Sunday, April 30, 2006

Steps Into The New Imperium

We have heard complaints that President George W. Bush is acting as if he has an “imperial presidency,” of course we cannot forget his remark about how a “dictatorship could be good,” if he were the dictator, and some have pointed to his statements on how his legal staff’s interpretations of the United States Constitution trumps the plain language of what the Congress written into a bill (two of the most publicized are the ban on torture and congressional oversight of the PATRIOT Act).

What is not so well-known to the public is to just what extent he has laid the groundwork for this imperium, by way of the sheer multitude of “signing statements” filed on bills he has signed – over 750.

Because GW has vetoed no bills, he has allowed for no clarification from the Congress on points of the legislation he had issue with.  According to a copyrighted article in the Boston Globe, even though many Bush apologists try to say that the signing statements are just window dressing and have no real legal weight, those statements are also the template that is used by the various federal agencies, that, as part of the executive branch, take direction on how to implement the laws that the Congress passes.

Some, such as the declaration that the President can direct the armed forces to ignore the ban on torture, have some remote “justification” on national security grounds, but how to explain the prohibition imposed on military lawyers that they (the lawyers) cannot advise their commanders on what constitutes “torture” independently of what the administration has declared, which places those commanders at-risk for possible future charges.  Also hard to justify are the prohibition against reports, to the Congress, by the Congressionally-mandated post of an independent Inspector-General (IG) for occupied Iraq, unless the executive branch permits a specific report, this prohibition extends even Congressional directive that the Congress shall be informed if any U.S. official refuses to cooperate with the IG.  Bush has also directed, in that signing statement, that the U.S. military, and other instrumentalities of the executive branch, can reserve for themselves the sole investigative functions of any crime that the Pentagon wants to investigate for itself, rather than the IG.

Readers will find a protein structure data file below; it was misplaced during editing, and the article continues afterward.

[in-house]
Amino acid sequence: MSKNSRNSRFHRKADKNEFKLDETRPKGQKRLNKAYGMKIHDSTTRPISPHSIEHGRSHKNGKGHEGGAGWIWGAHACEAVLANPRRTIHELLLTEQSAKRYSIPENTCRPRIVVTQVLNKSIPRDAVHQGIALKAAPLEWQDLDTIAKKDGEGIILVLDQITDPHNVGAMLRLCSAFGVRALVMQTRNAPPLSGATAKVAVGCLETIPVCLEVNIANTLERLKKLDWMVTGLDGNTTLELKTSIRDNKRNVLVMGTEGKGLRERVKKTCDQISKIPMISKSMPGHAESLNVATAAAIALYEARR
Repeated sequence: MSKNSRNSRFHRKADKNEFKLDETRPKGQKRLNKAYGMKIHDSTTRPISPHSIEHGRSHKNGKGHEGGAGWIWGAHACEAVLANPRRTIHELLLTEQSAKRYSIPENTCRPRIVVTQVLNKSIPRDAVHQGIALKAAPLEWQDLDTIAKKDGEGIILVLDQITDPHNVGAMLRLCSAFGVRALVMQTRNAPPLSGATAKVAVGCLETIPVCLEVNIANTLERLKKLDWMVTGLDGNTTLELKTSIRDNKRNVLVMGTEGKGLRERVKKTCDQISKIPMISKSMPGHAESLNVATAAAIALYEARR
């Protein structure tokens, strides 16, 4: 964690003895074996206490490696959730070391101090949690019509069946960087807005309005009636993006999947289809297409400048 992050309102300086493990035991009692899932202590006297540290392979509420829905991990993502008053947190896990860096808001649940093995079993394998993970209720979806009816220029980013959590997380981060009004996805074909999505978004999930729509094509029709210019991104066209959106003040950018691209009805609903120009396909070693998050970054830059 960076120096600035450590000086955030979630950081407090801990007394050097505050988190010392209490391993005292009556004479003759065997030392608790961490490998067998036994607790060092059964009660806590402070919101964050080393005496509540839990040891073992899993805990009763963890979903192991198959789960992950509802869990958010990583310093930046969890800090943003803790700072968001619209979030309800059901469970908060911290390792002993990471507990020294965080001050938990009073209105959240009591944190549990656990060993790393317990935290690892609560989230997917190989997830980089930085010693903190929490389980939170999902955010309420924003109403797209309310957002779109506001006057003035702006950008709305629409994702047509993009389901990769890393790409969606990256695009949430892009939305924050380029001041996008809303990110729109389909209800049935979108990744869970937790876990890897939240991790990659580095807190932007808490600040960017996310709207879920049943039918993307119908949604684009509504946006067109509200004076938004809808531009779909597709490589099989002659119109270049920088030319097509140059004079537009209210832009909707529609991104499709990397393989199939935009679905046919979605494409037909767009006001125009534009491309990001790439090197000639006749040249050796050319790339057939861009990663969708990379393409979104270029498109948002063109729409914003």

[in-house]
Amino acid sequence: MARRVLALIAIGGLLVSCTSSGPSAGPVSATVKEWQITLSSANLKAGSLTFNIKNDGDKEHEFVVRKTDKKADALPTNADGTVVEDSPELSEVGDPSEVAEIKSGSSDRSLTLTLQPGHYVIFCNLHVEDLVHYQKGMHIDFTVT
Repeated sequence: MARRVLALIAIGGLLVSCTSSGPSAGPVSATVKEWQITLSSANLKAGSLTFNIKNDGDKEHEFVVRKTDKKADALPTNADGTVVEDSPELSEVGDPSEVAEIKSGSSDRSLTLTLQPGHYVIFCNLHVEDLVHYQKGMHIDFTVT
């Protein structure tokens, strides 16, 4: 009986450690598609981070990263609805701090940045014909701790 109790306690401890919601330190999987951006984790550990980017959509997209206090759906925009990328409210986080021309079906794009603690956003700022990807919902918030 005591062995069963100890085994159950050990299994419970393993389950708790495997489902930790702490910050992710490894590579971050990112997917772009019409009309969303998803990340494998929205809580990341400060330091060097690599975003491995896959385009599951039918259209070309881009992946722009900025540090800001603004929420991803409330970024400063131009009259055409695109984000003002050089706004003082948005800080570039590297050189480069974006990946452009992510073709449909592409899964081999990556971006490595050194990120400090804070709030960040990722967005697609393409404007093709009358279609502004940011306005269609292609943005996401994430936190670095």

As noted above, by making these signing statements Bush is reserving for the Executive branch the setting of policy that may be directly contradicted by the letter and spirit of the actual legislation, which is usurping the power of the legislative branch to decide the content and sense of law, and is asserting a right to refuse congressional oversight.

Indeed, because many of Bush’s signing statements have language to the effect that the administration, through the powers of the Executive, can be the arbiter of what is the “sense” of the Constitution in regards to law, rather than the Judicial branch, by declaring that the regulations and implementation of a law shall be subject to the Executive’s view of what is a “manner consistent with the Constitution.”  In some cases the signing statements declare that the law will be implemented (or provisions ignored) even though the letter and sense of the law plainly is that mandated by Supreme Court decisions.

Also troubling is the sheer volume of the signing statements. During the elder Bush presidency, the President appended 232 signing statements over 4 years, Bill Clinton appended 140 during his 8 years, and, since the start of his time in office, G.W. Bush has signed at least 750.  The accompanying graphic shows the relative absolute count and the average “per year” count.  

The Globe article (which should be read in its entirety) has detailed the content of some of these signing statements:

March 9, [2006]: Justice Department officials must give reports to Congress by certain dates on how the FBI is using the USA Patriot Act to search homes and secretly seize papers.
Bush's signing statement: The president can order Justice Department officials to withhold any information from Congress if he decides it could impair national security or executive branch operations.

Dec. 30, 2005: US interrogators cannot torture prisoners or otherwise subject them to cruel, inhuman, and degrading treatment.